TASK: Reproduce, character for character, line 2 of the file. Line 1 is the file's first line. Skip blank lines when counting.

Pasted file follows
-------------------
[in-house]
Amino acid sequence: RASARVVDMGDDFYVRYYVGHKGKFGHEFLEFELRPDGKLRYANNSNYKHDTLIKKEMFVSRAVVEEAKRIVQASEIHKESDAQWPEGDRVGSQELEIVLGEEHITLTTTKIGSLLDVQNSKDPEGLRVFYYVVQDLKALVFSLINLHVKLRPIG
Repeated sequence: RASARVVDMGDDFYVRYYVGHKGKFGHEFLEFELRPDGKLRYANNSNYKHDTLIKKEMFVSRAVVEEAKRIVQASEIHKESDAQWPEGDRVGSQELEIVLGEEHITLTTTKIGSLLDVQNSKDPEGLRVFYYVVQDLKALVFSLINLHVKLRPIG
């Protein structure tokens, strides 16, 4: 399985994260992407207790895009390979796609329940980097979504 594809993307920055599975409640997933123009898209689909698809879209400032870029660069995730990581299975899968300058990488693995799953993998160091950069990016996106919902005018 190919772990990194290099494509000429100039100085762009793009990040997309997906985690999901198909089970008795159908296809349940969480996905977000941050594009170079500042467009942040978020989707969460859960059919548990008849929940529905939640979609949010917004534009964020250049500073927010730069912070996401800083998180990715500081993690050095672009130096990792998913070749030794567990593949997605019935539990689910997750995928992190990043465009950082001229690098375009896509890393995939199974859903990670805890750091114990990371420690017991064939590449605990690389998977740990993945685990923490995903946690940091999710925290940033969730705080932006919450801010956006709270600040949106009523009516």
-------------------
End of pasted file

Amino acid sequence: RASARVVDMGDDFYVRYYVGHKGKFGHEFLEFELRPDGKLRYANNSNYKHDTLIKKEMFVSRAVVEEAKRIVQASEIHKESDAQWPEGDRVGSQELEIVLGEEHITLTTTKIGSLLDVQNSKDPEGLRVFYYVVQDLKALVFSLINLHVKLRPIG